A federal appeals court judge underwent an incredibly rare ethics investigation, and came out the other side unscathed. After initially clearing Fifth Circuit Judge Edith Jones of any misconduct in August, the judicial counsel at the District of Columbia Court of Appeals rejected an appeal to that ruling on Wednesday.
Once upon a time Houston's own Jones was known for making the Supreme Court nominee shortlist under both George H.W Bush and George W. Bush. But Jones is probably better known these days for being one of the most conservative justices on a notoriously conservative court.
Back in February 2013, Jones either made a perfectly acceptable little speech on the death penalty at the University of Pennsylvania School of Law or made some of the most racist and bigoted public remarks ever to come out of a federal judge's mouth in modern times, depending on whose version of the story you believe. Her remarks, as interpreted by five law students and one professor in the audience that day, were enough for a collection of civil rights experts and legal ethicists to file a complaint with the Fifth Circuit. Attached to the complaint were eight affidavits including, six from people who actually attended Jones' speech.
The complaint that rose out of that 45-minute speech and question and answer session, as reported in the initial complaint that was filed with the Fifth Circuit in June 2013, was serious enough that then-Chief Justice Carl Stewart passed the whole thing off, requesting that it be reviewed by the Judicial Committee of the D.C. Court of Appeals. And then U.S. Supreme Court Chief Justice John Roberts got involved, ordering the review of Jones.
The complaint, filed by 13 individuals and civil liberties groups, alleged that Jones made racially-charged statements during her law school speech that bad enough to reach the level of judicial misconduct. Basically:
Certain "racial groups like African Americans and Hispanics are predisposed to crime," are "'prone' to commit acts of violence," and get involved in more violent and "heinous" crimes than people of other ethnicities; Mexican Nationals would prefer to be on death row in the United States rather than serving prison terms in Mexico; Defendants' claims of racism, innocence, arbitrariness, and violations of international law and treaties are really nothing more than "red herrings" used by opponents of capital punishment; Claims of "mental retardation" by capital defendants are also red herrings, and the fact such persons were convicted of a capital crime is in itself sufficient to prove they are not in fact "mentally retarded"; and the imposition of a death sentence provides a positive service to capital- case defendants because the defendants are likely to make peace with God only in the moment before their imminent execution.
Plus, the complaint called Jones out on the infamous exchange she had with fellow-Fifth Circuit Judge J. Dennis back in 2011 when Jones was chief justice of the court. During a hearing on a criminal drug conviction, Jones got irritated that Dennis, one of few liberal justices on the court, asking questions. Specifically:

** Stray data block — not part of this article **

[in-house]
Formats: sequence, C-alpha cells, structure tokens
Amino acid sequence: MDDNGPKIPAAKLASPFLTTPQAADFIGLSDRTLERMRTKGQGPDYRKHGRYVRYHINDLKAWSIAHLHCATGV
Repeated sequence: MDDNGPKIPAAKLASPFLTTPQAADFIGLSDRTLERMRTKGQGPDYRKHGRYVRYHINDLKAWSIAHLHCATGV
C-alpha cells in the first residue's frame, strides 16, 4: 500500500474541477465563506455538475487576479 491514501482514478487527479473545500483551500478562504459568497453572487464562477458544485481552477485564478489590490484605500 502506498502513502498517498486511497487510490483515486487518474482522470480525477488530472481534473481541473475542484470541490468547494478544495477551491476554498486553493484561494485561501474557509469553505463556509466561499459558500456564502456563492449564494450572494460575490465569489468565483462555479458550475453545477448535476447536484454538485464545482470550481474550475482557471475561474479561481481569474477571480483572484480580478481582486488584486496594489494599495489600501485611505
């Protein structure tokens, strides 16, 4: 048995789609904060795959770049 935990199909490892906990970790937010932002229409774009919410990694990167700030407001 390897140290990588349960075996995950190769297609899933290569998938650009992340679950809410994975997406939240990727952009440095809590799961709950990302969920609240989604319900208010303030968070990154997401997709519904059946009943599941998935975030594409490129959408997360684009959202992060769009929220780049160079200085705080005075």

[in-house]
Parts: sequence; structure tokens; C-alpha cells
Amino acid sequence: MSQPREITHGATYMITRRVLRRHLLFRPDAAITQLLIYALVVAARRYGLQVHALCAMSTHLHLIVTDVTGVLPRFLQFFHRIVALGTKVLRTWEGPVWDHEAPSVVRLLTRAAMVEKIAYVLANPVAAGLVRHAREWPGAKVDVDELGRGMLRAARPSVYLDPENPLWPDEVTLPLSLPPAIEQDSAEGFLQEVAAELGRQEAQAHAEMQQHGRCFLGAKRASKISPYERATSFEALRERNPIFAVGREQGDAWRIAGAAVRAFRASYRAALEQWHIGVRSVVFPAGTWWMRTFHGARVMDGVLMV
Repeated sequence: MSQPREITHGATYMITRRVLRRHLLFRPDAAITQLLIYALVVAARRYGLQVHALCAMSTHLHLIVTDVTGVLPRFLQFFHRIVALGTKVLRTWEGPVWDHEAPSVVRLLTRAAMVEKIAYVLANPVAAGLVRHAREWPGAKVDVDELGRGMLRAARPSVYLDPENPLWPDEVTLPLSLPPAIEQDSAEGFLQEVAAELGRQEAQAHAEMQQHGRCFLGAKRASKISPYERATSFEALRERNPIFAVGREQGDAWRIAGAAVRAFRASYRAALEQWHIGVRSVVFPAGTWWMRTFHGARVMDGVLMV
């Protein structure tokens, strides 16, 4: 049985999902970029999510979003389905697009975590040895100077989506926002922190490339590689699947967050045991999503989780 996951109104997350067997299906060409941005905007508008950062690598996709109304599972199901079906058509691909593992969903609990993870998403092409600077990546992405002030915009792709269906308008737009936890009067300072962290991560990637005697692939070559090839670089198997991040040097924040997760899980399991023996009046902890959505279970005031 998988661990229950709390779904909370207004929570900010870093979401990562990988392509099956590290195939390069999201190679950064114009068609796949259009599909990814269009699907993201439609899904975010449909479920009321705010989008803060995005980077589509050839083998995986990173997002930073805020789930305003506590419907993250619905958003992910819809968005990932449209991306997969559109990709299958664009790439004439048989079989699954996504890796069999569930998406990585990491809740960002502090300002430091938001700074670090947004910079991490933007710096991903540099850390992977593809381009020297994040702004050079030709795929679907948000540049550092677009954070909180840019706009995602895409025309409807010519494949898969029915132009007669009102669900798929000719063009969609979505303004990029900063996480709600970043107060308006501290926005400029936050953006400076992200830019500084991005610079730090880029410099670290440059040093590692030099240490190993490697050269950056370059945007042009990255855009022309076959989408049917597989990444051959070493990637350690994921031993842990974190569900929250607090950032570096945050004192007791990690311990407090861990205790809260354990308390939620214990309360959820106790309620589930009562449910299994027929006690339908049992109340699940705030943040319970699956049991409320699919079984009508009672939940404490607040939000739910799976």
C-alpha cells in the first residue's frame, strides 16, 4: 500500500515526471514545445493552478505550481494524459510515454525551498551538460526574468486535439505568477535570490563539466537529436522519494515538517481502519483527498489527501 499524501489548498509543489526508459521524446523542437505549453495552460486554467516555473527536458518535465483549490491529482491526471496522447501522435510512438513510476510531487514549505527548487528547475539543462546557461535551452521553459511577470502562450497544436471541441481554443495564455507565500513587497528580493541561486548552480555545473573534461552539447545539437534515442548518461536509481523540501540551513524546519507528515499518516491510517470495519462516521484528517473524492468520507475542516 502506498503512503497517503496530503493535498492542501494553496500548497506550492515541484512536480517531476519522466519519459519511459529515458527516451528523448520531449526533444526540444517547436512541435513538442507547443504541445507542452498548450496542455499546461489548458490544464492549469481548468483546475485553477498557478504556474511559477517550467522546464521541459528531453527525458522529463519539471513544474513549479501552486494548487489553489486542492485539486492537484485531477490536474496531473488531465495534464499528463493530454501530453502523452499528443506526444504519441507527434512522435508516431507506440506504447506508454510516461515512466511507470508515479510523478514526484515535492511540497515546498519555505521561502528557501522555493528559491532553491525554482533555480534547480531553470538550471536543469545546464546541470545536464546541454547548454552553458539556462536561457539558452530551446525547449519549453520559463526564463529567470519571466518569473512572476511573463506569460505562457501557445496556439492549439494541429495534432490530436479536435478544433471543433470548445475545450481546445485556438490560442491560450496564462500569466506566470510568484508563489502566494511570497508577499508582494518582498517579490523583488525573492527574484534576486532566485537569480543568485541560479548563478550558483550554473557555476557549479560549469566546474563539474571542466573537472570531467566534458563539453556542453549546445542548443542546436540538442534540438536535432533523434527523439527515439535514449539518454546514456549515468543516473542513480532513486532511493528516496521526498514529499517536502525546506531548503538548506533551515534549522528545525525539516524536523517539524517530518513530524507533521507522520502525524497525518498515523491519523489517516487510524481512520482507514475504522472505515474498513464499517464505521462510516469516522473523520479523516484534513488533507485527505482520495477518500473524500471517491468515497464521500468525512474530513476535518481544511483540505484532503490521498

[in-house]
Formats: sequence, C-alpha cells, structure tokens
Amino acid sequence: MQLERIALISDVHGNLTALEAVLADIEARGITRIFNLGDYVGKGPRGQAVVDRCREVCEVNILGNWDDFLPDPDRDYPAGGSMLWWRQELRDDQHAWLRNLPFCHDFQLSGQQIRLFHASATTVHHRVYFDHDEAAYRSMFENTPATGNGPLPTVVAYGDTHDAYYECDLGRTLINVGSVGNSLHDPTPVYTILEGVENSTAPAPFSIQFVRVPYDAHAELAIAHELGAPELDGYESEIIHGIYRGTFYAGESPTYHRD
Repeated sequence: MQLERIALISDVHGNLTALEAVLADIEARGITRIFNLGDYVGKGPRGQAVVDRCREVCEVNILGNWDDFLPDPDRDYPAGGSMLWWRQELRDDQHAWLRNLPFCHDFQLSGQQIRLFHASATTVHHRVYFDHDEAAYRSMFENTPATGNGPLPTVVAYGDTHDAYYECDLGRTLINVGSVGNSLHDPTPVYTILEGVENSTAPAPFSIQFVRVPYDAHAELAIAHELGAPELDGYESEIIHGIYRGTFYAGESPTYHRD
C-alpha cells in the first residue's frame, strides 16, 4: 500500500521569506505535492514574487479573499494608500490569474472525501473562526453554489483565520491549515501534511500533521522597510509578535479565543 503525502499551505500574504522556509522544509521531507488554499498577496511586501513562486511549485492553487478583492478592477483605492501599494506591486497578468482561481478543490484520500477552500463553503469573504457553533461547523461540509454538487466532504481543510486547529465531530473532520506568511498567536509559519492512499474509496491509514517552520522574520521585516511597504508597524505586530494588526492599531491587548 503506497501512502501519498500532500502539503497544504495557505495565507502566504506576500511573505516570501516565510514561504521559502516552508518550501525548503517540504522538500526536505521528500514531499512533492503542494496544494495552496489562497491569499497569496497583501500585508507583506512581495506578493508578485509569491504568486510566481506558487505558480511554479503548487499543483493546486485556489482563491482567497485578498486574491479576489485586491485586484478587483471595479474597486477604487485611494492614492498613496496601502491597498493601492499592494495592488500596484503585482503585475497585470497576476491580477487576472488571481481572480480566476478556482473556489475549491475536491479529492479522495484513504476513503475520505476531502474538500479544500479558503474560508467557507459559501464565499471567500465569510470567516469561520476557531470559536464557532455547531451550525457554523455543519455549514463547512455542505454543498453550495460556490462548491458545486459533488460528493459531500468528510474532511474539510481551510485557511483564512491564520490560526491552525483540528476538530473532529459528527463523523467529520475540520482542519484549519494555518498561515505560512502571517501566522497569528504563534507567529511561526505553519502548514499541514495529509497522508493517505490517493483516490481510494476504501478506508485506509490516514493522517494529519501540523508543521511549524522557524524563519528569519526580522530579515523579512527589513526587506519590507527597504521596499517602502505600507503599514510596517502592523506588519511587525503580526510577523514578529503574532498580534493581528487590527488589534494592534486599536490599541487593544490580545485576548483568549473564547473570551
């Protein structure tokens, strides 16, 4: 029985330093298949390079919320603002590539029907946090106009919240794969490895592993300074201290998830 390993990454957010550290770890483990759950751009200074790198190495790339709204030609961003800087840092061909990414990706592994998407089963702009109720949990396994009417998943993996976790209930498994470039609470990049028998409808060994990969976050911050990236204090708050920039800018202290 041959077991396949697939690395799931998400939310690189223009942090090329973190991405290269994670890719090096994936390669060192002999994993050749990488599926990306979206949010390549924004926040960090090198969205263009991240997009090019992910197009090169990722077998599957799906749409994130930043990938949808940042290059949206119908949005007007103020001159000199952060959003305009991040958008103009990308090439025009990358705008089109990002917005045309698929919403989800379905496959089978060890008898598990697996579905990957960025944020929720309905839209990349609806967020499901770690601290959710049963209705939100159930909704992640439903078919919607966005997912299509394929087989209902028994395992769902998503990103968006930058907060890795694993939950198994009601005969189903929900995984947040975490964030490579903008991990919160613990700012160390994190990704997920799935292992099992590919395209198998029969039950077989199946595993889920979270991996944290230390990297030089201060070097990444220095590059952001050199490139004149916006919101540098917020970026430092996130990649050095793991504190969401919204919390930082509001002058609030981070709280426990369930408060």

Jones: Judge Dennis!
Dennis: Can I, can I, can I ask a question? Jones: You have monopolized, uh, uh, seven minutes....
Dennis: Well, I'm way behind on asking questions in this court. I have been quiet a lot of times, and I am involved in this case....
Jones slams her hand down on the table (loudly), stands halfway up out of her chair, and points toward the door.
Jones: Would you like to leave?
Dennis: Pardon? What did you say?
Jones: I want you to shut up long enough for me to suggest that perhaps....
Dennis: Don't tell me to shut up....
Jones: ... you should give some other judge a chance to ask a question ...
The verbal scrapping between Dennis and Jones was recorded (because it was in court), but the Pennsylvania speech, somehow, was not. That audio proof, or the lack thereof, ended up being key when the D.C. counsel reviewed the complaint. In her response Jones denied the allegations and submitted her notes, her own memories of what the speech was like and various news clippings, blog posts and legal documents backing up her claim that she didn't say such things. Then the special counsel rounded up more information backing up her claims, according to the judicial counsel opinion. Plus they couldn't find a recording of the speech.
Last August, more than a year after the complaint was filed the judicial counsel dismissed the complaint against Jones. The counsel also let her off the hook on the courtroom spat with Dennis because she apologized for it in the next court hearing.
For those who like lessons at the end of stories here are a few:
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1. If you're a federal judge, be sure and keep your own personal opinions on matters personal.
2. If you do happen to decide to let those personal thoughts fly, make sure absolutely nobody in this day and age of compulsive documentation records or films you doing so. (The fact that the counsel never found anything indicating Jones said such things either means she didn't say them or they really cherry picked who they talked to.)
3. If you are going to go after a federal judge alleging judicial misconduct, you'd best be like Nixon and record everything.
4. Also, an apology may not get you anywhere, but it will totally do for mending fences as far as the D.C. circuit goes.